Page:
A 'famille-rose' enamelled glass 'landscape' snuff bottle
Imperial, Wu Yuchuan, Beijing palace workshops, Qianlong iron-red four-character mark and of the period, 17701799 5.49cm high.
Treasury 6, no. 1093
The Rice Planters
Famille rose enamels on translucent white glass; with a flat lip and slightly recessed convex foot surrounded by a protruding convex oval footrim; painted on one main side and both narrow sides with a scene of four peasants planting rice in a paddy field set in a rocky landscape with a willow, a blossoming prunus tree, and another tree, and on the other main side with a poetic inscription in black regular script, preceded by the seal Zhonghe (Central harmony) in positive seal script and followed by two seals, the first, Wu Yuchuan, in negative seal script, the second, Shangao (As tall as the mountains), in positive seal script; the neck with a band of double-unit leiwen (thunder pattern) in iron red above a shoulder border of formalized lingzhi; the foot inscribed in iron-red regular script Qianlong nian zhi (Made during the Qianlong period)
Imperial, Wu Yuchuan, palace workshops, Beijing, 17701799 Height: 5.49 cm Mouth/lip: 0.80/1.56 cm Stopper: lapis lazuli; gilt-silver collar Condition: miniscule, insignificant chip on the inside of the lip at the mouth and even smaller abrasions to the outer footrim; some flaking of the blue enamel from the band of formalized lingzhi design around the shouldersa standard problem with this group of enamels; a misfired area in the centre of the character long of the reign mark where something has stuck to the base during the muffle-kiln firing. General relative condition: unusually good for a Wu Yuchuan, with the design almost entirely intact without any obtrusive wear
Provenance: Kaynes-Klitz Collection Sotheby's, Hong Kong, 3 November 1994, lot 885
Published: Dai Zhongren 1998, p. 90, nos. A062 and A062-1 JICSBS, Spring 2006, p. 25; p. 26, fig. 27, bottom, and p. 30, fig. 39, bottom Treasury 6, no. 1093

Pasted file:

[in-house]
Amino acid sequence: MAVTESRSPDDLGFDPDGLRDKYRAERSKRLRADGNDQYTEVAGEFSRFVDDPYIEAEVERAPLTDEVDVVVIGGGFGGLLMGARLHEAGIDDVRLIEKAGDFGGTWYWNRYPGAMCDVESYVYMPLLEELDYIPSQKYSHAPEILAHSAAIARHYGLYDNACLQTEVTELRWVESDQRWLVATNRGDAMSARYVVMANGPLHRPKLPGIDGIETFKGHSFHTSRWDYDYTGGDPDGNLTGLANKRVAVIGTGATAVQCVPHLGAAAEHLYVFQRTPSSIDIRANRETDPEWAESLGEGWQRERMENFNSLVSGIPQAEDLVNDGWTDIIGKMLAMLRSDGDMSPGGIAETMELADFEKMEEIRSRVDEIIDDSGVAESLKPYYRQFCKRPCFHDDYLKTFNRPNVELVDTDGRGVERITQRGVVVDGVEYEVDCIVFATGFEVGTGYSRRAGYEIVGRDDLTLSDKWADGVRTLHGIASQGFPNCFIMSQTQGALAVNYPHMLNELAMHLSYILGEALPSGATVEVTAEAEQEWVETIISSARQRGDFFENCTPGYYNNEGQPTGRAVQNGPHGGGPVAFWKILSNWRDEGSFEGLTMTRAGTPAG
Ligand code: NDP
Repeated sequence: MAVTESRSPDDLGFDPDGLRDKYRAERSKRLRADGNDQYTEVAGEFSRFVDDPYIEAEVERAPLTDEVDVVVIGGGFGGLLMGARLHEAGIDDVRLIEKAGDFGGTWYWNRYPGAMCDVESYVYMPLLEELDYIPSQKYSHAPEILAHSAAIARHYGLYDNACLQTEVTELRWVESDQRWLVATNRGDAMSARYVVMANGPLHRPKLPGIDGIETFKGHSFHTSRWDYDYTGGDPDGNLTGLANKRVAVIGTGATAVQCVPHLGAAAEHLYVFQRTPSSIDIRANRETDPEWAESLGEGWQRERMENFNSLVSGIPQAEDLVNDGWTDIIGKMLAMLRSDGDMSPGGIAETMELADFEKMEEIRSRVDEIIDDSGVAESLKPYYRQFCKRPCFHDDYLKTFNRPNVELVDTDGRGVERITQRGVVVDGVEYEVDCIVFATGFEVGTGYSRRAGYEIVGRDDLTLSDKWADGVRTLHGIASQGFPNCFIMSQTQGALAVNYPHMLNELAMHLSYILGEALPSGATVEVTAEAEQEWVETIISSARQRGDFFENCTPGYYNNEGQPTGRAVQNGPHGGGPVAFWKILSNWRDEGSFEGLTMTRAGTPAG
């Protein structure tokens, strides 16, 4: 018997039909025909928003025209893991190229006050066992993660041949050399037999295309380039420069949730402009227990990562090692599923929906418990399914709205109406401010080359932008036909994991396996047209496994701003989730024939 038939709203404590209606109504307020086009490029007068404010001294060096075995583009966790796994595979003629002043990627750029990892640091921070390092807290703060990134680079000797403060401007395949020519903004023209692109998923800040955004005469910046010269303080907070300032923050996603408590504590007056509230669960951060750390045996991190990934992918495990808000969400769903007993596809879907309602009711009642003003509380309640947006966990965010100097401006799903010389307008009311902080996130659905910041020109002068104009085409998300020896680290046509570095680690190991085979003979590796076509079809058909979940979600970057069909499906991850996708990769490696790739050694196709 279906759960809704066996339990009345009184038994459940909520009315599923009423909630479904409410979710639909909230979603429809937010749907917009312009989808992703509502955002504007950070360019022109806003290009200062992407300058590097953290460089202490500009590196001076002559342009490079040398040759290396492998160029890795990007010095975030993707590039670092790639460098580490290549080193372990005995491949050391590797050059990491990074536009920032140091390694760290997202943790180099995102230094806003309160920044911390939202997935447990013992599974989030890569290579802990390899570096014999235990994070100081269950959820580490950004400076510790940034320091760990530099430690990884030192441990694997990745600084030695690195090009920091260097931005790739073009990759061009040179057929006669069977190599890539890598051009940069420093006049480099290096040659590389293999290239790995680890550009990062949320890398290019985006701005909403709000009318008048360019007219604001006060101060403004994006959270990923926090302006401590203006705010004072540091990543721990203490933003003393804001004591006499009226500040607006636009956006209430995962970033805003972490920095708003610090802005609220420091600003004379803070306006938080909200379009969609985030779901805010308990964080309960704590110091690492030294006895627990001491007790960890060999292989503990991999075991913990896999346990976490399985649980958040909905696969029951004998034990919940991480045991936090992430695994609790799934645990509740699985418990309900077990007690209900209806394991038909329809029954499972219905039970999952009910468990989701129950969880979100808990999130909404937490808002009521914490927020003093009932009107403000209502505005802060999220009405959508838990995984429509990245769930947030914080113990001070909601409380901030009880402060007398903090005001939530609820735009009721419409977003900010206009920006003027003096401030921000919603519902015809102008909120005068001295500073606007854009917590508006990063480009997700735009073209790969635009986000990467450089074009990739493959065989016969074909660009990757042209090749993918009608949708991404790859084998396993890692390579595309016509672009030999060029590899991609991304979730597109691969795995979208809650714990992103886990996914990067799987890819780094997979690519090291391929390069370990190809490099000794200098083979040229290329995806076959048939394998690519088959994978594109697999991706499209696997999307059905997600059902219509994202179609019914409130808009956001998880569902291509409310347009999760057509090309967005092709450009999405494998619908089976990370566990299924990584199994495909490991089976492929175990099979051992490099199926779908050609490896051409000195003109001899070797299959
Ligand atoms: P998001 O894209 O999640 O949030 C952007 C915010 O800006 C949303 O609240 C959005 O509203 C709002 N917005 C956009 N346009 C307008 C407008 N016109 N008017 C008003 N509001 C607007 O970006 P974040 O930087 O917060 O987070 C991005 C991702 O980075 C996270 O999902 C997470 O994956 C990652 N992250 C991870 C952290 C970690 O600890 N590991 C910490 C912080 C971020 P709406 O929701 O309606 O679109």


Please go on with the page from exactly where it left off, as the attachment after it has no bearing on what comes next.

Commentary: Over the centuries Chinese emperors have encouraged rice and silk cultivation, the one to feed an ever-growing population, the other to clothe its wealthier members and provide both an export commodity and a solid tax base for the economy. Following this tradition, the Kangxi emperor commissioned in 1696 a set of woodblock engravings titled Gengzhitu (Pictures of Tilling and Weaving), forty-six illustrations executed by the court painter Jiao Bingzhen and illustrating the various processes in the production of rice and silk. This is thought to have been inspired by an edition of 1210 AD by Lou Shu comprising two sets of engravings, each of twenty-three blocks, although it may also have been partly inspired by an earlier painted album in the imperial library at the time with a similar theme (see Nathalie Monne 2003). The emperor inscribed the album with a series of poems from his own brush and wrote a foreword; the album was then converted into a woodblock edition for broader distribution. The original paintings remained in the imperial collection. There was also a porcelain album and additional printed editions; in the late Qing, a few of the paintings were copied by Wang Su.
The Qianlong emperor, of course, was a collector and connoisseur on a grand scale who inspected his accumulated treasures frequently. On such occasions, he would usually add a seal, sometimes one denoting the studio in which he saw it. A favourite studio for examining painting was his Sanxi tang (Hall of Three Rarities), the seal of which appears on this album of paintings. Significantly, the same album carries another seal denoting that he looked at it on another occasion in the Yangxin dian (Hall of Moral Cultivation), the administrative seat of the palace workshops. The seals on the various leaves of the album suggest that he looked at it several times during his reign. His interest was more than idle curiosity or a fondness for pretty pictures. Also in the imperial library at the time were copies of the printed edition of the Kangxi period and another series of paintings commissioned by the Yongzheng emperor (Gugong zhoukan, Week 244 onwards).